Rasul Douglas was indignant.
The Eagles’ third-year cornerback wanted to dig into the cup of water ice fetched by undrafted rookie corner Jay Liggins, but there was a problem.
“How you gonna give me a [water ice] with no spoon?” Douglas demanded of the rookie.
Liggins protested that a plastic spoon had been sticking out of the cup when he delivered it to Douglas’ locker.
“So, we got a SPOON THIEF?” Douglas asked, disbelief evident in his voice.
Liggins looked flustered.
Sensing this, veteran safety Andrew Sendejo joined in, mock-decrying the presence of a “SPOON THIEF” in the Eagles’ inner sanctum. Alas, was nothing sacred?
Liggins seemed headed back to the cafeteria when veteran safety Rodney McLeod threw him a lifeline. McLeod had an extra spoon, which he relayed to Douglas.
Douglas, only somewhat mollified, turned back to Liggins.
“Damn, rook!” he said.
Only a day earlier, Douglas loudly proclaimed Liggins a rookie-of-the-year candidate, not so much for his work on the field but for his diligence attending to the veterans’ needs. This was a disappointing lapse.
Ups and Downs
It doesn’t seem all that long ago that Douglas was a flustered rookie, thrown into NFL action before he was really ready, as a third-round draft pick in 2017 in an injury-riddled secondary. He played 41 percent of the snaps and was credited with 14 passes defensed, third on the team. But, that was because opponents threw at him a lot. In the playoffs, Douglas played only on special teams, Jim Schwartz declining to put him on the field on defense, as the Eagles won Super Bowl LII.
The Douglas of today is a very different player, vocal and confident, a guy who mentors younger players such as Liggins, if they can withstand a little light hazing.
“A little of both,” Liggins replied, when asked whether Douglas helps him or makes his life miserable.
“I try to help him learn the defense,” Douglas said of Liggins, who hails from Dickinson State, a National Association of Intercollegiate Athletics school in North Dakota. “He doesn’t see it like I see it, because I’ve been here a few years, but he’s at the same place I was at when I was a rookie coming in, all over the place. They’ll go in the huddle, and Jim’ll be spittin’ [the call] out, and you gotta be able to dissect" the coverage.
Douglas has been the most consistent cornerback in the first week of training camp. It took about half of 2018 and another cluster of injuries for Douglas to get another chance to convince Schwartz that he deserved a prominent spot, but Douglas’s play down the stretch and in the postseason made him a strong contender for a starting role this year.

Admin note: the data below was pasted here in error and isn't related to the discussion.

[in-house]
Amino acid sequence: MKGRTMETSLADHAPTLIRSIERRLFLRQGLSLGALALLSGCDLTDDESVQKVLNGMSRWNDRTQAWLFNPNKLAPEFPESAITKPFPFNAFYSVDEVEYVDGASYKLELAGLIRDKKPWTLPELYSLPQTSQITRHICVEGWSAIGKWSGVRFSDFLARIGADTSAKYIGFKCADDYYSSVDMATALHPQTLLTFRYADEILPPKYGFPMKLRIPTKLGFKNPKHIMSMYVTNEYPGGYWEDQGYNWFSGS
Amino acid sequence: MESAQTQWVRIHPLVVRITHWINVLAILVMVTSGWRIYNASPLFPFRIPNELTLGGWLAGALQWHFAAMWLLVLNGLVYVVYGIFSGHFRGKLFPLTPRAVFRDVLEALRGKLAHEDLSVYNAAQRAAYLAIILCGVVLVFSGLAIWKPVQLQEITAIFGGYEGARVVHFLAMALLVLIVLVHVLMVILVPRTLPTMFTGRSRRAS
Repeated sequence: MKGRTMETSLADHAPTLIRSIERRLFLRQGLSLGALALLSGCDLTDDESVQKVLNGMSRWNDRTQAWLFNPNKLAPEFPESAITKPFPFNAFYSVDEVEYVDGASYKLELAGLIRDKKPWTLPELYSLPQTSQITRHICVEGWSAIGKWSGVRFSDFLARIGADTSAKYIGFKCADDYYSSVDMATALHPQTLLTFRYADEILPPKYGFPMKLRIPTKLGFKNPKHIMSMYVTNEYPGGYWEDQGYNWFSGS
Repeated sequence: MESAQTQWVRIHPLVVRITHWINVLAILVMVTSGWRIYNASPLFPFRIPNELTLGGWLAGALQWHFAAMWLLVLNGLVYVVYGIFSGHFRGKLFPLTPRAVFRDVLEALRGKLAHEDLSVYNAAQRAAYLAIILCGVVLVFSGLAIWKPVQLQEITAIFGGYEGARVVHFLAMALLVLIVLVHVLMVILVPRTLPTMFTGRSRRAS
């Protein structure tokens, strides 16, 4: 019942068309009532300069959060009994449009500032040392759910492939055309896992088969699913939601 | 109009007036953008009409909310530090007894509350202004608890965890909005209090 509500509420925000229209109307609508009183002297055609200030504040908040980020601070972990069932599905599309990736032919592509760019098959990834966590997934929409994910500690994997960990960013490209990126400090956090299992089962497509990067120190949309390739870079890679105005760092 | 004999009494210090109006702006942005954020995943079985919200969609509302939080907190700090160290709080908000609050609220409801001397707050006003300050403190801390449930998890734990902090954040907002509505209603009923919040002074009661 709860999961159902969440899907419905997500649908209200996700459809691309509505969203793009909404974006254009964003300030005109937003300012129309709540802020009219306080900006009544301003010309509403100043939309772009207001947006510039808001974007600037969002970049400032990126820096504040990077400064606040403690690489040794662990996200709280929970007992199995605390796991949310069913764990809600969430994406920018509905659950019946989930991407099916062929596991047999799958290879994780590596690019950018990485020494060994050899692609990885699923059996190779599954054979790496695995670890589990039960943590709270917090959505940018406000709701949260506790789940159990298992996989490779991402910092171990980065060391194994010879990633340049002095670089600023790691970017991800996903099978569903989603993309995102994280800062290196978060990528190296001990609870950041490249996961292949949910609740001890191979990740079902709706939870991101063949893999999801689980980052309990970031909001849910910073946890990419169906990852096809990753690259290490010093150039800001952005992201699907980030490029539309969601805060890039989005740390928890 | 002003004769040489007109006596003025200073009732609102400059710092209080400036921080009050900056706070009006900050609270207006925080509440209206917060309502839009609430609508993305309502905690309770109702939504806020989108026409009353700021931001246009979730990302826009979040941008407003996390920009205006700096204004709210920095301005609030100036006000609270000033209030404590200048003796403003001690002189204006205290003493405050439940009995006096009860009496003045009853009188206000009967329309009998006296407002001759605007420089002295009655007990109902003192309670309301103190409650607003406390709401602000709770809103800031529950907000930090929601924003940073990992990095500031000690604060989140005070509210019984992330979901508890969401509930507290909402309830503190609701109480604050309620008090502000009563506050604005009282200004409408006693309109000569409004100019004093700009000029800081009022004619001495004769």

He is building on that work in this camp, and with Ronald Darby (knee) and Jalen Mills (foot) not yet in the picture, Douglas has had lots of opportunities to show his growth. He also hopes to be a little quicker, having pared eight pounds from his 6-foot-2, 209-pound frame this offseason.
“I really think the biggest thing is just, he has some confidence,” Schwartz said the other day. “Played a little bit his rookie year. We won a lot of games with him out there his rookie year. Came back second year. Had a rough spot early on … then came back and really solidified and did a great job for us down the stretch, as did a lot of our other guys.”
On a role
Douglas intercepted a pass in the 2018 opener against Atlanta, which was especially noteworthy considering he played two defensive snaps in that game.
“I didn’t have a role” in the defense when 2018 started, Douglas said.
Schwartz disagreed, on the grounds that everyone on the 53-man roster has a role, but that was not what Douglas meant.
“I feel like I got my feet wet [last season],” Douglas said. “I played in some games, played in playoff games as well. It kind of showed me that I can play. We played against two of the best teams in the league," Chicago and New Orleans.
“I’ve got to keep showing it, though. Anybody can do something in a couple of games.”
Douglas lacks top-level speed, vertically and laterally, but he has the length and physicality Schwartz likes in his outside corners, plus he plays the ball like a wide receiver, which he was at times in high school. His three interceptions last season led the team (that isn’t saying much, but if he’d gotten double-digit snaps anytime in the first five games, Douglas might have had more), and his eight picks his final year at West Virginia tied for the NCAA lead.
“You gotta know the guy you’re going against – how does he like the ball?” Douglas said.
“Good ball skills, great competitor, great tackler,” fellow corner Avonte Maddox said about Douglas. “He can be big – just give him some time. When his time comes, he always steps up to the plate.
“He’s always got good footwork, long arms and legs. It’s hard to get around him when you’re a receiver.”
Maddox reported, however, that Douglas cannot beat him in Fortnite, and that Douglas once blamed defeat on his infant son for drooling on the controller.
“I’m not good at Fortnite,” Douglas acknowledged.
Douglas does have a presence, on and off the field.
“He’s a cool, funny guy,” Maddox said. “He’s always talking. If something funny starts" in the defensive backs’ meeting room] "it usually starts with him.”